Q: Is Otis Smith's injury a sort that would impede him in coverage, and if so, what are your options?

BB: If the game was today, it probably would, whether that's the case or not on Sunday, we'll just have to wait and see. It's important for any player to use his arms to tackle, and hit receivers, and catch the ball, and fight them off, and all those kinds of things. So, we'll just have to wait and see a little bit closer to game time how that's working out. If Otis weren't able to play, then the other corners would. Terrell [Buckely], Ben [Kelly] , and Jimmy [Hitchcock], Antwoine [Womack], Leonard Myers is practicing, that could be another option, we would have to activate him and so forth, but it's a possibility.

Q: Statistically, Drew is on a record setting pace, he's never approached those numbers in his career, what do you attribute that to?

BB: Probably a combination of things, it looks like Drew's playing well, he's on top of his game, he's playing in an offense that emphasizes a lot of things that would statistically be reflected in those numbers. Going along with those, that are very positive numbers, are also a high number of sacks, so increased yardage, increased deeper throws, higher production, usually results in some negative plays as well to come out of that. I'm just saying there are a lot of things that come together when you do that, that's part of the offense, that's the system, they play receivers that can get down the field, guys that can take the ball away from defenders. They have an excellent receiving group of skilled players, [Jay] Riemersma is a good tight end, but he's probably a little more of a receiver than he is a tight end, not that the doesn't block, but he's a very good receiver. Larry Centers is probably as good a receiving back as has played the game in a long time, more than just a Sam Gash type of fullback. With that compliment of players, it would make sense to utilize them in that fashion, to throw to the receivers, to throw to the fullback, to throw to the tight end, because those guys are all productive players in the offense, probably a little more productive in the passing game than the running game, and I'm not saying that they're not productive in the running game.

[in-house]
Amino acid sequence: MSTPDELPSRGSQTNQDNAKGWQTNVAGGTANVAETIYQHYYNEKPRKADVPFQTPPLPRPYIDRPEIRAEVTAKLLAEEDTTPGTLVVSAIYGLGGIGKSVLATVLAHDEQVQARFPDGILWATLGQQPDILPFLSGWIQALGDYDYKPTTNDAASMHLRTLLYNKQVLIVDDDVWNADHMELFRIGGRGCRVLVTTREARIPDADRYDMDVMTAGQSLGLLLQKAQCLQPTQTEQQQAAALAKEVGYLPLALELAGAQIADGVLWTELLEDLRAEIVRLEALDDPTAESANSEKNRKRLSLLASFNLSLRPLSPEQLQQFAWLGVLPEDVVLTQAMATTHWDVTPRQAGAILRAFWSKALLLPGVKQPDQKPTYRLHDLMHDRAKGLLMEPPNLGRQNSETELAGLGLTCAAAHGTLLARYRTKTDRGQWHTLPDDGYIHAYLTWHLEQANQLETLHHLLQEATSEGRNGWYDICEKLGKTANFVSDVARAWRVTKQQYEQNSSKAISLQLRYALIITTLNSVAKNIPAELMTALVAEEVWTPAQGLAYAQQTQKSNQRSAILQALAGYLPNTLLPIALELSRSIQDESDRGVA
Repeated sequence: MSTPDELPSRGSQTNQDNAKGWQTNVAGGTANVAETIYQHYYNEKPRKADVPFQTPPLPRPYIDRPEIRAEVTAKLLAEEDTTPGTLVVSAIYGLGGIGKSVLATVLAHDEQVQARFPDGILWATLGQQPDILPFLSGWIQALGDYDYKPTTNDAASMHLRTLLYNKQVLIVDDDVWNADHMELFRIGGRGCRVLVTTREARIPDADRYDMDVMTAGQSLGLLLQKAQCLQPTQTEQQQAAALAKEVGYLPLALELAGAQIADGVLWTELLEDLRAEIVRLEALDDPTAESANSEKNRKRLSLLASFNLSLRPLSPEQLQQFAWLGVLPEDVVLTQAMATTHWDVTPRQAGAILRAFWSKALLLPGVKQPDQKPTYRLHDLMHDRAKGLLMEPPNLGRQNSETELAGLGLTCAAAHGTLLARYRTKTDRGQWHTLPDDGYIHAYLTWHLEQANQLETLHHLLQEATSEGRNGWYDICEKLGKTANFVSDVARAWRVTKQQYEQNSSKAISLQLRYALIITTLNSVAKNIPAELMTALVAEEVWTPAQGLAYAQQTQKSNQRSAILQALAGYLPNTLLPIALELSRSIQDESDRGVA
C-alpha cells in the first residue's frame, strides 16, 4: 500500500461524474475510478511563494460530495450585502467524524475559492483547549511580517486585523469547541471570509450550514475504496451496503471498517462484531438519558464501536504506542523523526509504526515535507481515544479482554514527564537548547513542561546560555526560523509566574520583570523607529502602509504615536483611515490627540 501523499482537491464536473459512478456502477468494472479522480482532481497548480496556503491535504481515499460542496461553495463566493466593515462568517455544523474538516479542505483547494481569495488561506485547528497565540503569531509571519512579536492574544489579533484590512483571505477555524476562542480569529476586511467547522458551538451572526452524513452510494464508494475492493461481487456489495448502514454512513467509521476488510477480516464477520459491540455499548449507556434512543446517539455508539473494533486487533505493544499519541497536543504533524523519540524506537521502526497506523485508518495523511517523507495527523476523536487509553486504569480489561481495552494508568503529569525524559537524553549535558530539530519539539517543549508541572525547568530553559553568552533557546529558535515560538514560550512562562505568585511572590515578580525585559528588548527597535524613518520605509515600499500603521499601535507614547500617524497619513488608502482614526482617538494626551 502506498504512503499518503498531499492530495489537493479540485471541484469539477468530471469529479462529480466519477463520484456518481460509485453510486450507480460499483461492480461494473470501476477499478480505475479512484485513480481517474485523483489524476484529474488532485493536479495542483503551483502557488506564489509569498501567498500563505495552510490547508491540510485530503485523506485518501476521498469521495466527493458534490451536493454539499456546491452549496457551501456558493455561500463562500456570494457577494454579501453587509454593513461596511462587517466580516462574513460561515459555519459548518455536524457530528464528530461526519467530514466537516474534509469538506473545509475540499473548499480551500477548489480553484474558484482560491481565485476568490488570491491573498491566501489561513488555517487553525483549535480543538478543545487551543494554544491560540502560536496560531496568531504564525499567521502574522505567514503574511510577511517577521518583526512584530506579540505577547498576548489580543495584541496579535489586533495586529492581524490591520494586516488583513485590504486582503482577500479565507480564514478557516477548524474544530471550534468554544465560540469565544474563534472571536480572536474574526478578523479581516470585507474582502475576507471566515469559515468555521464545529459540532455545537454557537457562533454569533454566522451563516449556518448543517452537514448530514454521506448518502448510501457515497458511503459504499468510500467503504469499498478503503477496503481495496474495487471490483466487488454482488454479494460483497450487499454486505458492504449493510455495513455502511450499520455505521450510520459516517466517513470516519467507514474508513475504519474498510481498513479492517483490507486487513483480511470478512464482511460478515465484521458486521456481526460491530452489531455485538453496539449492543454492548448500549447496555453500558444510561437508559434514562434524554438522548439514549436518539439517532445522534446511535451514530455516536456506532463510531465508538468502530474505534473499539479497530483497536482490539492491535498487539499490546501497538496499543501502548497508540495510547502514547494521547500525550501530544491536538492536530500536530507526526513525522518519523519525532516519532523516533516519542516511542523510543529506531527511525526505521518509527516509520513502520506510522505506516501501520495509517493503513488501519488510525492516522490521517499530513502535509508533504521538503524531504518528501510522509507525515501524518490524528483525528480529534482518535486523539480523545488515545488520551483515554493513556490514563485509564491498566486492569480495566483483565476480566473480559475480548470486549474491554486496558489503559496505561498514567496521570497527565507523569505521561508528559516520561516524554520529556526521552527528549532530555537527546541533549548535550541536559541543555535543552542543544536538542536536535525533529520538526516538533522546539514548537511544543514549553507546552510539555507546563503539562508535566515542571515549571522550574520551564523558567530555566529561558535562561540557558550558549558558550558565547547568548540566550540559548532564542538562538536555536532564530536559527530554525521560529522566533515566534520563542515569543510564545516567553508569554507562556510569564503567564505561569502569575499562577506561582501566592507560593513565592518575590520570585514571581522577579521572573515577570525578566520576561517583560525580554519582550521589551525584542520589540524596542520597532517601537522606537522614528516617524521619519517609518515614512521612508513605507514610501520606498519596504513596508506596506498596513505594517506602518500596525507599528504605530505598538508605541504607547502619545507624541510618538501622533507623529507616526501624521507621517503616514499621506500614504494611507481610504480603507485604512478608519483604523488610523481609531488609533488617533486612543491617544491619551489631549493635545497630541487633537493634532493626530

Q: What do you see about Bledsoe that's different or more polished than last year?

BB: Well, you know he didn't play last year. So, I think last year, it would really be hard to make a comparison to last year and this year, just based on the way the two years have gone. But I think when you look at Drew as a quarterback, you can see some of the plays that he's making now, I think you can see those plays at a different point in his career as well. So, I don't know how many of them you can see from last year, but, once you go back beyond that, you'll see some of the same types of plays. You're not going to see him scrambling and running for 80 yards, but you're going to see him throw the ball down the sidelines to a receiver who's covered by a defensive back pretty closely, and it drops in there for a big completion. So, you're going to see those kind of plays, we've seen them before, I'm sure we'll see them again. Some of the things he doesn't do, he probably still isn't going to do, the things that he does do, he'll do them.